Chapter 3 of West Baltimore: Rebuilding Mode
From Westford to West Baltimore
Everyone calls him “Coach”, but that’s not the only reason Sean Goodrich sticks out like a sore thumb in West Baltimore.
He remembers his hometown as being 99% perfect.
Sean Goodrich grew up in Westford, a suburb of Lowell, Massachusetts. Westford had most everything a kid like Sean ever wanted or needed. Everything, except for one thing. “I grew up in the suburbs. But even in my childhood, I was drawn to the city,” Sean remembers. “It was probably because I wanted to find really competitive games of basketball.”
In this image from home video, a young Sean Goodrich practices his form.
When he was a kid, Sean Goodrich wanted to grow up to be Larry Bird, the Hall of Fame forward for the NBA’s Boston Celtics. To sharpen his skills, Sean would take hoops pilgrimages to the inner-city of Lowell, looking for pickup games and volunteering his talents to anybody needing a tall, sweet-shooting kid from the ‘burbs’ who was willing to learn. Playing ball as a young person in urban environments prepared Sean for his life as an adult, but not in the way he imagined. “It wasn’t in my mind to grow up and live in the city,” he says. “It wasn’t until after I graduated high school when I came to know the Lord, and God put it in my heart to be in the city and be there for a reason.”
‘There’s a level of beauty in the city,” Sean says, “and unless you’ve lived there, you wouldn’t realize it.”
When Sean Goodrich moved to his West Baltimore row house in 2012, he discovered he wasn’t the only one moving to West Baltimore to build witnessing relationships. His neighbor, Jeff Thompson, was helping start a church in West Baltimore, and he invited Sean to a Bible study at his home. Jeff, Sean and others who attended that study would soon start Gallery Church, Sowebo. “I’d never been part of a startup church,” Sean says. “But it made me excited there were people who had that same mentality—that while we can send missionaries all over the world, there are hard places right in our own country, and we can love God and love our neighbor wherever we are.”
“Sometimes our differences can be what’s fun,” says Sean. “We get to learn from each other more than if we were similar.”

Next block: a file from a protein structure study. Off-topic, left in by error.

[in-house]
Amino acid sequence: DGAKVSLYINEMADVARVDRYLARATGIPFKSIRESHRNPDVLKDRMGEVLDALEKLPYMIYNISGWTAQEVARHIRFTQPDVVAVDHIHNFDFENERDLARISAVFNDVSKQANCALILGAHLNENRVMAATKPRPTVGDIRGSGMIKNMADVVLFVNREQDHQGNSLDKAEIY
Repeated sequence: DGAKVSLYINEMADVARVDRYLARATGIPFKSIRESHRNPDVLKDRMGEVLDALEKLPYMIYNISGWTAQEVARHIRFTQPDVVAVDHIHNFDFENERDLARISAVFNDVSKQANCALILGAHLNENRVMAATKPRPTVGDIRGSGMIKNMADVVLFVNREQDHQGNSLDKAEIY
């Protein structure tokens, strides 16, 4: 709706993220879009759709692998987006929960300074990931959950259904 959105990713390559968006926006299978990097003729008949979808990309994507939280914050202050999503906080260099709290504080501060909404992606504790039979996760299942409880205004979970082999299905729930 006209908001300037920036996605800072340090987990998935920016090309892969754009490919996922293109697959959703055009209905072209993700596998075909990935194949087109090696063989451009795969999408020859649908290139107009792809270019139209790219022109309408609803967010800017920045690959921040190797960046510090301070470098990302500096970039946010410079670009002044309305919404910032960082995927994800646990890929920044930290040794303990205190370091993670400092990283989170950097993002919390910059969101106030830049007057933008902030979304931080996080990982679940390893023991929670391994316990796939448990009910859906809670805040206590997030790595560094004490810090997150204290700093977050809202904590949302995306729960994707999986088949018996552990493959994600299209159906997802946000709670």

As one of the only white, suburban-raised evangelicals on his street, there were obvious racial and cultural barriers Sean had to overcome when he first moved to West Baltimore. His plan for overcoming those barriers and building trust with his neighbors was simple: unpack, settle in and then live the same inner-city life as those around him. It took several years, but that casual strategy eventually worked. “When you live in West Baltimore, you experience some of the same struggles. It doesn’t matter what your race is,” he says. “If somebody from the suburbs comes in and tries to listen to their struggles, people here would say, ‘You don’t know what I’m talking about.’ But people open up to me because they’re like, ‘You live in the city; you know how it is.’”
According to Dhati Lewis, pastor of a multi-racial and multi-ethnic congregation in Atlanta called Blueprint Church, living next to, close by or alongside someone of a different race or background is often the best way to develop empathy that mirrors the heart of Christ. In Undivided, a new Bible study helping churches and believers understand the role God calls for them to play in racial reconciliation, Lewis tells SBC President J.D. Greear, “A problem is not a problem until it’s your problem. And the way that happens is through two things: one is relationship and the other is proximity. A problem is a real problem if it’s close to you. Or it’s a real problem if it’s affecting someone who‘s close to you.”
Sean Goodrich learned this lesson firsthand. “On a race level, I can’t relate. I don’t understand the struggles that a black man goes through,” he says. “But I’ve just tried to listen and learn. It doesn’t matter what your race is, people want to be listened to, and they want their struggles to be heard. Living in a community and experiencing what the community experiences is a way of doing that.”
Leaving Westford for West Baltimore has not necessarily earned Sean the right to speak, but it has earned him the right to listen. And according to Lewis, that is an example the church should follow. “One of the things we talk about is that we seek to understand before trying to be understood,” says Lewis in Undivided. “Our country is divided, and the church shouldn’t be. The church should be united. This is the thing Jesus prayed for, that we would be one. And this is what the world needs to see.”
Download the free 5-week study, Undivided: Your Church and Racial Reconciliation.